Is your child ready for preschool in the Fall? We know that it’s only May, but it’s never too early to assess whether or not your child will be preschool ready come September. And, with Summer fast approaching, there is plenty of opportunity to work with your child to refine his or her basic skills which are often referred to as “school-readiness” skills. All children develop on their own unique schedule! If he’s not there yet, be patient, he will be soon!
Whether or not your child has been diagnosed with a speech sound disorder, there are many things you can do at home to help develop correct speech habits. You can even start developing these habits when your child makes his first babbles! Every child develops at a different rate and there is a wide range of what is considered normal in a child’s language development. You can take an active role in helping encourage your child’s speech and language development, just by adding a few easy steps into your daily routine.
Would you be able to identify a speech disorder in your child? If you are like most parents, the answer is No. As we delve into Better Hearing and Speech Month, we would like to point out 10 warning signs of speech speech disorder in your child. Of course, symptoms can vary depending on the specific speech condition of your child, but there are some essential signs that every parent should watch for as their children grow and develop.
Your child hasn’t reached the speech and language milestones as quickly as her buddies. And, she says “thoup” instead of “soup”. Does this mean she has a speech impediment? Does she need speech therapy? Will she outgrow it on her own? Parents whose children are at the beginning stages of speech and language development ask these questions and more as their children’s speech patterns emerge. There are no real clinical “tests” to determine whether or not your child is a late talker, has a real speech impediment, or if it will indeed resolve itself on its own. Many children with early speech impairments do eventually outgrow them by the time they are ready for kindergarten. It is important to discuss your concerns with your child’s healthcare provider for any developmental challenges as there are also many other causes and types of speech disorders.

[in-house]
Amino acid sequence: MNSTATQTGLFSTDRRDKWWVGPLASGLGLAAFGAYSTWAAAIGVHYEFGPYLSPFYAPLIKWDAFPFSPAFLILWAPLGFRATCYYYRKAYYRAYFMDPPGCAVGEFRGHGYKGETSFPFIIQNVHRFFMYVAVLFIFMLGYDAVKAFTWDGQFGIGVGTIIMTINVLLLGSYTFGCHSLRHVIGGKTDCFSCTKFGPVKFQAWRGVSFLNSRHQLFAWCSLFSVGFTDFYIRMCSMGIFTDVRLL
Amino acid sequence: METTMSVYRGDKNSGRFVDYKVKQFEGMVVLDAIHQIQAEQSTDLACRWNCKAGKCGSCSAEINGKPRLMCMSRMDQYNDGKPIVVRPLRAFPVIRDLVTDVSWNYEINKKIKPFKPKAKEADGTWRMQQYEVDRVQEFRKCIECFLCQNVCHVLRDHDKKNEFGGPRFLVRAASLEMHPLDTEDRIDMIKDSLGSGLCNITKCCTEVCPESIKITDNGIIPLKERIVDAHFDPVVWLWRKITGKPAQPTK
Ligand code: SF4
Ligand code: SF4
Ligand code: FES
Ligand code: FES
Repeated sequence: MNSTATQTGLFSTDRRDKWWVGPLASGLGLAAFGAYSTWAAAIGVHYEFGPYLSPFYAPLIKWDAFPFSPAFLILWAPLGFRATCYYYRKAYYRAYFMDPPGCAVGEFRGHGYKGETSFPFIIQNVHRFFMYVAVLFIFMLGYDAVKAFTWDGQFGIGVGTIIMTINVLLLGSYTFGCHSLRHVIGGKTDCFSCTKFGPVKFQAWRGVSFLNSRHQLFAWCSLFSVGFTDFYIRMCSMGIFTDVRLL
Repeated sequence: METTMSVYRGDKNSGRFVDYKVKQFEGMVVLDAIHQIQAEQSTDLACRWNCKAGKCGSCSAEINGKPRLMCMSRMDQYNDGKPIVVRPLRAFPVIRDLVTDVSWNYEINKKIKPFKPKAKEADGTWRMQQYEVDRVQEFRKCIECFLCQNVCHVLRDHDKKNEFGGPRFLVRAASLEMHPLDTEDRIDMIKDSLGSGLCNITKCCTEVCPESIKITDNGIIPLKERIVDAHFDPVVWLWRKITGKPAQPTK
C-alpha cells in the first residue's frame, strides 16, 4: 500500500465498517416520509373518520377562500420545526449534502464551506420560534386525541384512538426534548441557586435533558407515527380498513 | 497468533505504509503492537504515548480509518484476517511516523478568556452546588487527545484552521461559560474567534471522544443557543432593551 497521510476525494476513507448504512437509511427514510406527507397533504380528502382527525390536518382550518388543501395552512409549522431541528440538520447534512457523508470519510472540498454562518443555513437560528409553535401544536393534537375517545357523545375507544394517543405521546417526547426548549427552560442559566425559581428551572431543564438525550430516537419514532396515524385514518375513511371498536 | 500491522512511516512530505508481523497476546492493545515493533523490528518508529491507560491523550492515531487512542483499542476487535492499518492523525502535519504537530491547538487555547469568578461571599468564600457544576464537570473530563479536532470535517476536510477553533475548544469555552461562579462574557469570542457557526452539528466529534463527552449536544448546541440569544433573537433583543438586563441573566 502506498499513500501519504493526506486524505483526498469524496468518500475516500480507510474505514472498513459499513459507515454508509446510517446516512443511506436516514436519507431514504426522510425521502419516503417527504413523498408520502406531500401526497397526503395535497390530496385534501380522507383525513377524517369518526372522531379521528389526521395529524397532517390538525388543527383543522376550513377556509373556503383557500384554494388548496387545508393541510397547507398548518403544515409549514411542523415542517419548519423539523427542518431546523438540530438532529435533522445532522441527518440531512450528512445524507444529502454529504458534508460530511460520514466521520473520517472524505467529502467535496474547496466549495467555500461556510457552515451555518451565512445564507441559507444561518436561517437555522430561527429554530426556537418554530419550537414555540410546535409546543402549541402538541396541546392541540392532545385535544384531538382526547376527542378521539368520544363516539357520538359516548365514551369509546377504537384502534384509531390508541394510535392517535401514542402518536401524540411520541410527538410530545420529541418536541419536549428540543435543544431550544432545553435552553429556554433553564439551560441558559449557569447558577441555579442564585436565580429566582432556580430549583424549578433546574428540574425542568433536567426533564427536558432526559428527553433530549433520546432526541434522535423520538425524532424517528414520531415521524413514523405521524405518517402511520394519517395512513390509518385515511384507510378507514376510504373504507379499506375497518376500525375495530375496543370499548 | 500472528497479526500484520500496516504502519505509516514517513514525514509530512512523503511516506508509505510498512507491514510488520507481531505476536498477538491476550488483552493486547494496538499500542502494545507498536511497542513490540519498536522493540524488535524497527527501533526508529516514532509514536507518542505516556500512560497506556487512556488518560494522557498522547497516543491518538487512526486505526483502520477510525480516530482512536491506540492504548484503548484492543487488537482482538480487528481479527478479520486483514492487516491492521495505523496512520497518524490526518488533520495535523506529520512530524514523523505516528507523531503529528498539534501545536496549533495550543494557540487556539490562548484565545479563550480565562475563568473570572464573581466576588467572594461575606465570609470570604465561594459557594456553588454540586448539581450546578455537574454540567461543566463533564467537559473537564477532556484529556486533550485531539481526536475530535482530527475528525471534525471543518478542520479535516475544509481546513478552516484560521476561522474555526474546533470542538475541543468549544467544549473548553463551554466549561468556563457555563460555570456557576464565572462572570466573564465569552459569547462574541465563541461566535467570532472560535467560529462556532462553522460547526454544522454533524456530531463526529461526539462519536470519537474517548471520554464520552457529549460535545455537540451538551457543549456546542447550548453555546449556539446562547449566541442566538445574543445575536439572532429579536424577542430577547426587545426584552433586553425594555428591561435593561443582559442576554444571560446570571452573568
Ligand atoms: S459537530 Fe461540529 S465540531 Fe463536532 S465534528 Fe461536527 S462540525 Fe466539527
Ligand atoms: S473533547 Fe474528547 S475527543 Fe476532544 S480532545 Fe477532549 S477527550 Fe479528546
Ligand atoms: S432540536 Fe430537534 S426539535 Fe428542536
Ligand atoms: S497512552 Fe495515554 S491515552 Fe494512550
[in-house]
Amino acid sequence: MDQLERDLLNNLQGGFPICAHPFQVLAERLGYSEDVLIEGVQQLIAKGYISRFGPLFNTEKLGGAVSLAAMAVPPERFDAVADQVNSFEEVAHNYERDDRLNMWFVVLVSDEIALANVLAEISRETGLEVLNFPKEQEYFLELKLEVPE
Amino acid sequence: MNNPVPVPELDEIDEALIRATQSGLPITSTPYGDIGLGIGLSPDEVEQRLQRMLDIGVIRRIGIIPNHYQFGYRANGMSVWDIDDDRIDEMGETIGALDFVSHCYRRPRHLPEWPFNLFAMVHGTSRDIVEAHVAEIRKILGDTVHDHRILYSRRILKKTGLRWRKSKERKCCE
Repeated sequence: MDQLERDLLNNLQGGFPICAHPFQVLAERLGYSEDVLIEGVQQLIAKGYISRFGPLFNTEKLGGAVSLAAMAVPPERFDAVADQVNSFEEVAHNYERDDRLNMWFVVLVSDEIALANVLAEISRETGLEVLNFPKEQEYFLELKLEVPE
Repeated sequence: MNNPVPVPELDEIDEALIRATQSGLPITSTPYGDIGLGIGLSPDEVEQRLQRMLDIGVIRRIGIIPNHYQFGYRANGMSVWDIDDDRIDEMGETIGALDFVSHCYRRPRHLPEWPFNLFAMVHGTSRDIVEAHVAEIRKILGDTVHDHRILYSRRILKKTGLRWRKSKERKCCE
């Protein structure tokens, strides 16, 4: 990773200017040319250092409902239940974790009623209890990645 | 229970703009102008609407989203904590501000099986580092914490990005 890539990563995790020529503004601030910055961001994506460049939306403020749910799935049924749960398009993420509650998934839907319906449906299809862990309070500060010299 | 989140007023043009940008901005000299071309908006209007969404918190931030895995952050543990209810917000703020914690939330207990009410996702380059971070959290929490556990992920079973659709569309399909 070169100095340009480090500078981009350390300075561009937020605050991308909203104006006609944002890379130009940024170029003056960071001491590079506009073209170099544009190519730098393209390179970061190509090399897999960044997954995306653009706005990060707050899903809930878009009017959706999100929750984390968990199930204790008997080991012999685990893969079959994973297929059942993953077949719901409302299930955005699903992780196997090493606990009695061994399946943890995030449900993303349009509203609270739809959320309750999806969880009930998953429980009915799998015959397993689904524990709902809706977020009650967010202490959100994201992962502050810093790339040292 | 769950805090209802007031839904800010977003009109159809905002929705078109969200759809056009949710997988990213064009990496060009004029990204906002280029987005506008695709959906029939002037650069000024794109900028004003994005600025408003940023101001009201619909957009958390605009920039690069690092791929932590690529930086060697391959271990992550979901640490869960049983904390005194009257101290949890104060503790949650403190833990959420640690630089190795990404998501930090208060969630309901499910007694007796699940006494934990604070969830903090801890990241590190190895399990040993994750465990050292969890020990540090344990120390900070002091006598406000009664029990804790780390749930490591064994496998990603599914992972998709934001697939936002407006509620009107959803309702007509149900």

Are you concerned that there may be something wrong with your toddler’s communication and language skills? Is it possible that your child may have a speech impediment or disorder? Of course you don’t expect him to speak clearly in the first few months or even years of life, but are you seeing signs that perhaps something is just not quite right? Has your child’s daycare or preschool teacher mentioned that he isn’t reaching typical communication milestones? How important are these milestones? Maybe you’ve heard that it is “just a phase” or that your child will “catch up” with the other kids her age. While every child learns at his or her own pace, it’s important to ask for help if you feel like her language development skills may not be normal. Communication Milestones are actually crucial stages during the first three years of life when the brain is developing and maturing, and is the most intensive period for acquiring speech and language skills. If the critical periods or milestones are are not met in a timely manner, it will be more difficult for your child to learn to properly communicate in the future.